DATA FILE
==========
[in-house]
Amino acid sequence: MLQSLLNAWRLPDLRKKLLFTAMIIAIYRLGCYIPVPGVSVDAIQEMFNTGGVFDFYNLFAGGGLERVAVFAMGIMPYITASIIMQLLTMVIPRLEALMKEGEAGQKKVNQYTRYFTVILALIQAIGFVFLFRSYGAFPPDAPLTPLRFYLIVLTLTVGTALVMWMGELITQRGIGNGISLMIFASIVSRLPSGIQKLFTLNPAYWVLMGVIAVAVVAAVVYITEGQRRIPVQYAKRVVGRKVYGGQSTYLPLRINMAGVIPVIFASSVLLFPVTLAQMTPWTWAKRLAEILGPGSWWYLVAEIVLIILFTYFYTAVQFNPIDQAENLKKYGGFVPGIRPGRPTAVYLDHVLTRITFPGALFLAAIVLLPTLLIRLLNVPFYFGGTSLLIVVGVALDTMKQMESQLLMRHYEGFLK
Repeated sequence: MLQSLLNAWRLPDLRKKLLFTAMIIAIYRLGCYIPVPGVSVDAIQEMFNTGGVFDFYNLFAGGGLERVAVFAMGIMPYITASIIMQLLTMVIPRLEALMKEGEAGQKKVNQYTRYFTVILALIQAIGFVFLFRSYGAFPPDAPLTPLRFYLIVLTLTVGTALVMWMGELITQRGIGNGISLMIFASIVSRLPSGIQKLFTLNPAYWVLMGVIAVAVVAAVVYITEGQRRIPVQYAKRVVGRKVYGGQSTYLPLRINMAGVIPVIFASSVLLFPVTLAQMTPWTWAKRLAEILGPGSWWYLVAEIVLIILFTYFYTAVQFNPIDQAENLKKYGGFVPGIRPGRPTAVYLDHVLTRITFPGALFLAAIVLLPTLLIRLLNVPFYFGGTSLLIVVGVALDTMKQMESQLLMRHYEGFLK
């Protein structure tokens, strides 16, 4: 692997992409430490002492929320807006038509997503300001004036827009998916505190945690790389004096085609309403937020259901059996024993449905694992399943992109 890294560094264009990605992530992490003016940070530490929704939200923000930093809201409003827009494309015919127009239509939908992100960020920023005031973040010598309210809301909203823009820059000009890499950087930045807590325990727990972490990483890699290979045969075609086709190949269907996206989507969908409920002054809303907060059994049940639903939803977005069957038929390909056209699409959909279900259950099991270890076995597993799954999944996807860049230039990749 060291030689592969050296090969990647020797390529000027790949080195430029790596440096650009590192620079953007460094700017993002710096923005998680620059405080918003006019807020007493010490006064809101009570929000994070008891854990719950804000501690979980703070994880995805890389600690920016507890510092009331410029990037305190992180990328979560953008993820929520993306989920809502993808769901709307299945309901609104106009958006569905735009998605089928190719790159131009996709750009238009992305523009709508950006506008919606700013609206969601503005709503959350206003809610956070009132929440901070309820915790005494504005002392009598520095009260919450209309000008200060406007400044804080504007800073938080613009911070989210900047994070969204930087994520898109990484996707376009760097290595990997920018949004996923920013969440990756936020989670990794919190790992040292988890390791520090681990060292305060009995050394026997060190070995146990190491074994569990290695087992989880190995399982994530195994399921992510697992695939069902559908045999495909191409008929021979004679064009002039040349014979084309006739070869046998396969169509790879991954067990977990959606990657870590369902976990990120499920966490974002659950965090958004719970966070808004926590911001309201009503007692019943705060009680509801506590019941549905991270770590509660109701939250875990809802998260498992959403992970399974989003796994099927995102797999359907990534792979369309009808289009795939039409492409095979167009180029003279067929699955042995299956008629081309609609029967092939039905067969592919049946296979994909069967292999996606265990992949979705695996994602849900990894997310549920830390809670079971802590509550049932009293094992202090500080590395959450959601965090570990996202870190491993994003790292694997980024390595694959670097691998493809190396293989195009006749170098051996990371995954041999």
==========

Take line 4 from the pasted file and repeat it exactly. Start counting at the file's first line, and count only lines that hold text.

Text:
């Protein structure tokens, strides 16, 4: 692997992409430490002492929320807006038509997503300001004036827009998916505190945690790389004096085609309403937020259901059996024993449905694992399943992109 890294560094264009990605992530992490003016940070530490929704939200923000930093809201409003827009494309015919127009239509939908992100960020920023005031973040010598309210809301909203823009820059000009890499950087930045807590325990727990972490990483890699290979045969075609086709190949269907996206989507969908409920002054809303907060059994049940639903939803977005069957038929390909056209699409959909279900259950099991270890076995597993799954999944996807860049230039990749 060291030689592969050296090969990647020797390529000027790949080195430029790596440096650009590192620079953007460094700017993002710096923005998680620059405080918003006019807020007493010490006064809101009570929000994070008891854990719950804000501690979980703070994880995805890389600690920016507890510092009331410029990037305190992180990328979560953008993820929520993306989920809502993808769901709307299945309901609104106009958006569905735009998605089928190719790159131009996709750009238009992305523009709508950006506008919606700013609206969601503005709503959350206003809610956070009132929440901070309820915790005494504005002392009598520095009260919450209309000008200060406007400044804080504007800073938080613009911070989210900047994070969204930087994520898109990484996707376009760097290595990997920018949004996923920013969440990756936020989670990794919190790992040292988890390791520090681990060292305060009995050394026997060190070995146990190491074994569990290695087992989880190995399982994530195994399921992510697992695939069902559908045999495909191409008929021979004679064009002039040349014979084309006739070869046998396969169509790879991954067990977990959606990657870590369902976990990120499920966490974002659950965090958004719970966070808004926590911001309201009503007692019943705060009680509801506590019941549905991270770590509660109701939250875990809802998260498992959403992970399974989003796994099927995102797999359907990534792979369309009808289009795939039409492409095979167009180029003279067929699955042995299956008629081309609609029967092939039905067969592919049946296979994909069967292999996606265990992949979705695996994602849900990894997310549920830390809670079971802590509550049932009293094992202090500080590395959450959601965090570990996202870190491993994003790292694997980024390595694959670097691998493809190396293989195009006749170098051996990371995954041999």